The True Blood tap has officially run out. HBO announced today that the upcoming 7th season of the popular (and once critically adored) vampire show will be its last, offering writers and producers a chance to provide fans with the closure that they doubtlessly deserve, after sticking with the show through six eventful seasons of vampires, fairies, witches, werewolves, shapeshifters, and sexiness.
Returning in the summer of 2014, True Blood‘s final season will only consist of 10 episodes instead of the more customary 12, thus echoing this past season.
Here’s HBO President Michael Lombardo on the show’s legacy under both revered and departed series creator Alan Ball and his replacement, present showrunner Brian Buckner.
“TRUE BLOOD has been nothing short of a defining show for HBO,” noted Lombardo. “Alan Ball took the books by Charlaine Harris, assembled a brilliant cast led by the magnificent Anna Paquin in the role of Sookie Stackhouse, and crafted a show that has taken its many devoted fans on an unforgettable journey. Alan passed the baton to Brian Buckner, who led our fantastic writers and crew in crafting a spectacular sixth season, and he will lead us through the seventh and final season of this amazing show. Together with its legions of fans, it will be hard to say goodbye to the residents of Bon Temps, but I look forward to what promises to be a fantastic final chapter of this incredible show.”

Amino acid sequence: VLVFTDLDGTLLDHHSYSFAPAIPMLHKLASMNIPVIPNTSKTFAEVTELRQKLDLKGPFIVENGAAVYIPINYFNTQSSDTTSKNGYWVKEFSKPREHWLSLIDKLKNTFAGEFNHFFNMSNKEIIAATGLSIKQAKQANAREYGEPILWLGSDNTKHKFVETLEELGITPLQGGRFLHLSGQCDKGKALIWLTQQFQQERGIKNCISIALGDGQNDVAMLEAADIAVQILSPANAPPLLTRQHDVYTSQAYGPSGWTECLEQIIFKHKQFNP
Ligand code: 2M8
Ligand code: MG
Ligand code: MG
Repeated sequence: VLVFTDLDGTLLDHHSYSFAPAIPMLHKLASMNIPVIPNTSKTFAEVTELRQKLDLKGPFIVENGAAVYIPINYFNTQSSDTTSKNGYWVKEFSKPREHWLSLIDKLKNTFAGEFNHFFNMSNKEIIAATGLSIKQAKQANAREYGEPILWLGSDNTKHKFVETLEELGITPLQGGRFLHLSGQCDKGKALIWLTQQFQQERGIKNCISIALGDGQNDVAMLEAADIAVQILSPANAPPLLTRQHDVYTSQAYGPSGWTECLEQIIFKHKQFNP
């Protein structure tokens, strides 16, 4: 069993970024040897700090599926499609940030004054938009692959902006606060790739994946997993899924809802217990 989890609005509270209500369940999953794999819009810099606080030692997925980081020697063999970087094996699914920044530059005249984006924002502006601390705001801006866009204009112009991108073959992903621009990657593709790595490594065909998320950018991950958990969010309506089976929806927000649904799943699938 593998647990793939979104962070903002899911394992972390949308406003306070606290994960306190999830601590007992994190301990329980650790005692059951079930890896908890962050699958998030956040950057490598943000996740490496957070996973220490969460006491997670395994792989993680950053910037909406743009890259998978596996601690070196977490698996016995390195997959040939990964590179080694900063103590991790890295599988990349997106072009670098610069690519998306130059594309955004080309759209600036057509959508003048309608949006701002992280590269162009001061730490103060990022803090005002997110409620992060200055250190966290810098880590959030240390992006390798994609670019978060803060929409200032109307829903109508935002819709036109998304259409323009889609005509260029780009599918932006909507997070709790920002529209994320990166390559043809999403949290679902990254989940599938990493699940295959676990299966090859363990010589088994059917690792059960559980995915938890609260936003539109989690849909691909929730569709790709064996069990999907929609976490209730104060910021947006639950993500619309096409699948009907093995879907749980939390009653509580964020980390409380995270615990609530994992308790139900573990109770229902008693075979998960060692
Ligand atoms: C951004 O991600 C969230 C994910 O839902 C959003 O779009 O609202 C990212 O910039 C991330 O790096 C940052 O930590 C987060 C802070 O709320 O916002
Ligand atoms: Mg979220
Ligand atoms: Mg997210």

Both Ball and Buckner also weighed in, offering the usual mix of praise and gratitude, but Buckner made fans a promise, saying:
“As we take a final walk through Bon Temps together, we will do our very best to bring Sookie’s story to a close with heart, imagination and, of course, fun.”
Fans of the show will remember that season 6 ended with a six-month time jump, leaving Eric seemingly dead on a sun-soaked mountain, and Sookie and Alcede together at last. A little more than a week ago, Buckner spoke about some of those points, revealed that HBO would soon let him know about the show’s fate, and also indicated that fans would get “more of everybody that [they] love” as the story got a bit simpler.
One wonders how those plans may shift now that the end moves from a possibility to a looming certainty – but it does indicate that Buckner was very interested in bringing the show back to a point that would appeal to fans who may have decamped or lost some of their passion over the years.
Can Buckner successfully pivot back to the good old days while also completing the show’s creative journey in a fulfilling manner that reinforces its legacy? He’s got only 10 episodes to try, but with the way that a show’s final episodes often shape public perception towards a show’s total run, this is also an excellent opportunity for Buckner to fully step out of Alan Ball’s shadow to leave his everlasting mark on True Blood‘s legacy.
True Blood returns for its seventh and final season in the summer of 2014.